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Teens Identity Theft

Identity Thieves Target Teens

Identity theft, the fastest growing crime in the United States, has taken on a new twist. Now the prime target group is teens. According to the Federal Trade Commission's report, one third of all identity theft victims are between 18 and 29 years old. Young people and teenagers are more vulnerable to this credit fraud than adults because most of them don't have established credit reports that can be monitored.

Identity thieves don't steal your money - they steal your name and other personal information and use them for their own profit. Being a teen does not safeguard you against identity theft. You don't need a well-established credit history to become a victim. Vice versa, clean credit records are more valuable to thieves because the crime can go unnoticed for years.

Even if you don't have a credit report, identity thieves can start it instead you. They can open credit cards or loans and make significant charges under your name. When it's time for you to get a student loan, you may not qualify because of the fraudulent credit activity.

The experts warn that younger age group tends to be less careful about sharing personal information. They can post personal information online without realizing that it could trigger identity theft. Social networking sites like MySpace or FaceBook are perfect places for identify thieves to find victims.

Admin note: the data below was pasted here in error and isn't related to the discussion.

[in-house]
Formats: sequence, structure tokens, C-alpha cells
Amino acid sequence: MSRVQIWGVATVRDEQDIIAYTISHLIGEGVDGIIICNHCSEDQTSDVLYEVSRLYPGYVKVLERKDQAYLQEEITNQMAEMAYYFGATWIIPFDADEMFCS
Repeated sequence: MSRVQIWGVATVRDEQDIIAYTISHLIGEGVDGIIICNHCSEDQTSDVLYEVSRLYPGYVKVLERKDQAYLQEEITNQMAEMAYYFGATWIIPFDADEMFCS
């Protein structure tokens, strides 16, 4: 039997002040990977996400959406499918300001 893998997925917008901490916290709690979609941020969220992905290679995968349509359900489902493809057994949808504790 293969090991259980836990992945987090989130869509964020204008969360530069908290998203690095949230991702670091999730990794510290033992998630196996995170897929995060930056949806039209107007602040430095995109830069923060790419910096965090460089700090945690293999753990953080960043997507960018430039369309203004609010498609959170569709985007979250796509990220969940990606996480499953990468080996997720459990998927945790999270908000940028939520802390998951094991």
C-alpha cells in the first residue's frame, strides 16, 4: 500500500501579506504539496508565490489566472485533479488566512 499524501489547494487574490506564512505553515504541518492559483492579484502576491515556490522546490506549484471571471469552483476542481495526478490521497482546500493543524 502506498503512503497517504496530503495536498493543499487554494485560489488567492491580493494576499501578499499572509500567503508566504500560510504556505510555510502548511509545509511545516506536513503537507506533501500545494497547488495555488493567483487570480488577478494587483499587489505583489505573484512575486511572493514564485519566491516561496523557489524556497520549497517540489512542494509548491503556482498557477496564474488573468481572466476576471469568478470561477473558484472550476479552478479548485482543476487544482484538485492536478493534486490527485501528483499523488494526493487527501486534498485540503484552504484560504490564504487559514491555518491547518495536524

Many kids are careless with their belongings. They leave their purses and handbags around without thinking about what can happen.

The next trap is bogus job offers to which young adults need to reply with their full name, address, curriculum vitae, telephone numbers, and banking details.

If your personal information is stolen, it can seriously jeopardize your financial future. You may spend months repairing the damage caused to your credit record. Even though you have not committed a crime or abused your credit, you will suffer severe financial consequences. During the time it takes to solve these problems, you may lose good job opportunities or be refused student credit cards or loans. If you want to minimize your credit exposure and reduce the risk of becoming a victim, there are several guidelines you need to take into consideration:

  • Shred unwanted documents that contain your personal information.
  • Don't leave mail in your mailbox for a long time.
  • Don't keep a written record of your PIN numbers, SSN and computer passwords in your wallet or hand bag.
  • Use more complex and longer PINs and passwords and change them from time to time. Don't use your PIN as a password.
  • Sign your credit and debit cards as soon as you receive them.
  • Review your credit reports annually to ensure they don't include debts or unauthorized transactions.
  • Never loan your credit cards to anyone.
  • Avoid mail or telephone lotteries or surveys designed to obtain your personal or credit information.
  • When somebody asks you to provide your personal information, ask how it will be used, why it is needed, who will be sharing it and how it will be protected.
  • Be very careful about your SSN: it is a key data to your identity, especially in credit reports.


06:06 AM, July 22, 2008
I have a teen-aged son. I try to teach him the basics about being a good consumer, such as living within his means and safeguarding his financial information.
Raymond Mullen
01:06 AM, August 04, 2008
Kids are kids. It's difficult to teach them to be carefull. They want to learn from their own mistakes.
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